March 28, 2019 | Congressional Testimony

Putin’s Playbook: The Kremlin’s Use of Oligarchs, Money, and Intelligence in 2016 and Beyond

March 28, 2019 | Congressional Testimony

Putin’s Playbook: The Kremlin’s Use of Oligarchs, Money, and Intelligence in 2016 and Beyond

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Full written testimony

Introduction

Chairman Schiff, Ranking Member Nunes, and distinguished members of the Permanent Select Committee on Intelligence, I am honored to appear before you today to discuss Putin’s Playbook: The Kremlin’s Use of Oligarchs, Money and Intelligence in 2016 and Beyond. As an economic sanctions compliance and illicit finance professional, I will focus my testimony on the impact – and limits – of U.S. sanctions in countering Russia’s continued malign activity. I will also discuss a number of additional measures that could be undertaken by the administration and Congress to limit the ability of Moscow and its cronies to surreptitiously move their funds and assets around the world.

As this committee knows well, Russia poses a serious national security challenge to the United States. In the last few years alone, Russia has illegally occupied Crimea; destabilized Ukraine through the use of the Russian military and its proxies; attempted to subvert Western democracies, including by attacking the integrity of U.S. elections; launched cyberattacks against the United States and our allies; supported the murderous Assad regime in Syria; and used chemical weapons to conduct assassinations in Western Europe, harming numerous civilians. The United States and its allies and partners must respond forcefully and thoughtfully to this threat, including through the use of targeted economic measures.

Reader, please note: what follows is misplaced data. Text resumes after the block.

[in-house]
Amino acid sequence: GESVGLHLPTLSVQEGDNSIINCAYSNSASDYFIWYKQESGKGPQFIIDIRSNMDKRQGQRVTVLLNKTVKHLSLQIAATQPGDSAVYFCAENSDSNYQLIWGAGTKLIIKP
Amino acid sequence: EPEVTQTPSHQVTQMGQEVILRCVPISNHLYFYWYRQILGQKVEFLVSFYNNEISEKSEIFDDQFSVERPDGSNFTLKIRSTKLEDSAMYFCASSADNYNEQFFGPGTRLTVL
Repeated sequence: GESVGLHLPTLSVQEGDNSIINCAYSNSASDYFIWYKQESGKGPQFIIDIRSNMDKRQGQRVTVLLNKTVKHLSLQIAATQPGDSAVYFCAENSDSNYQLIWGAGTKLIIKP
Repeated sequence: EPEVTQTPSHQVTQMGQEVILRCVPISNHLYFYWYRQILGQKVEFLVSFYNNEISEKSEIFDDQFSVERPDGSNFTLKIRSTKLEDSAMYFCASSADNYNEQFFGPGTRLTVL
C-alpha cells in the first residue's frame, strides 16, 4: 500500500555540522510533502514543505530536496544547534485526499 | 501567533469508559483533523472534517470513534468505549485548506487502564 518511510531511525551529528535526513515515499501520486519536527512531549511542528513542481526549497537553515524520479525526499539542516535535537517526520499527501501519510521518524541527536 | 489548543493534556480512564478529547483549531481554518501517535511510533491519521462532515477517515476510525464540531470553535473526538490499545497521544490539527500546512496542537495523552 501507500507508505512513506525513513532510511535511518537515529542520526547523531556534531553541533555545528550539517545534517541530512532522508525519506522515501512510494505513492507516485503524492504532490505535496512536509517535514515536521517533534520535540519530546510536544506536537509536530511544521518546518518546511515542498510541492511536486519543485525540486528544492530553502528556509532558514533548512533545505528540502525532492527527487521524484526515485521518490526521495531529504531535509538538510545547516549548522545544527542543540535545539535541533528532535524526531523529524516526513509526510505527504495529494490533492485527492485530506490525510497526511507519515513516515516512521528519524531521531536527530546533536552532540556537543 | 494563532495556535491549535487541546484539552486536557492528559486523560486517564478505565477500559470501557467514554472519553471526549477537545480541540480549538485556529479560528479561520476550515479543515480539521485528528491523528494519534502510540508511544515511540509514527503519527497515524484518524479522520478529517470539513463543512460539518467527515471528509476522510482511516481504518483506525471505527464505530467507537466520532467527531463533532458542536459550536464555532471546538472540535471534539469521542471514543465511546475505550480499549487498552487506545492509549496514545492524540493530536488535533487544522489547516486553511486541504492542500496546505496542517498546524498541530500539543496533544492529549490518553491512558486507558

I will focus my testimony today on three key points. First, our sanctions on Russia have had an impact. Through the use of coercive economic measures, we have put pressure on particular Russian targets (including Russian oligarchs) and caused economic pain to the Russian economy writ large.

Second, this impact has been limited. While resulting in some changes in Russian behavior, existing sanctions are unlikely to significantly alter Russian decision making absent an escalation that would be costly to both our allies and partners in Europe and many in the private sector. Third, we need to look beyond sanctions to additional economic measures. Such measures should include tracking, tracing, and preventing illicit Russian funds from entering the legitimate international financial system to counter certain types of malign Russian influence and activity, as well as to pressure corrupt actors within Russia. This requires strengthening the anti-money laundering/combating the financing of terrorism (AML/CFT) backbone of the international financial system to limit Russian illicit finance. But members of Congress and the administration should be cautious in relying too heavily on these economic tools. In recent years, sanctions and related tools have become the tool of first resort in addressing a range of Russian malign activity. While they are powerful, they must be properly situated in a strategic framework and used to complement other elements of national power.

The Current Sanctions Framework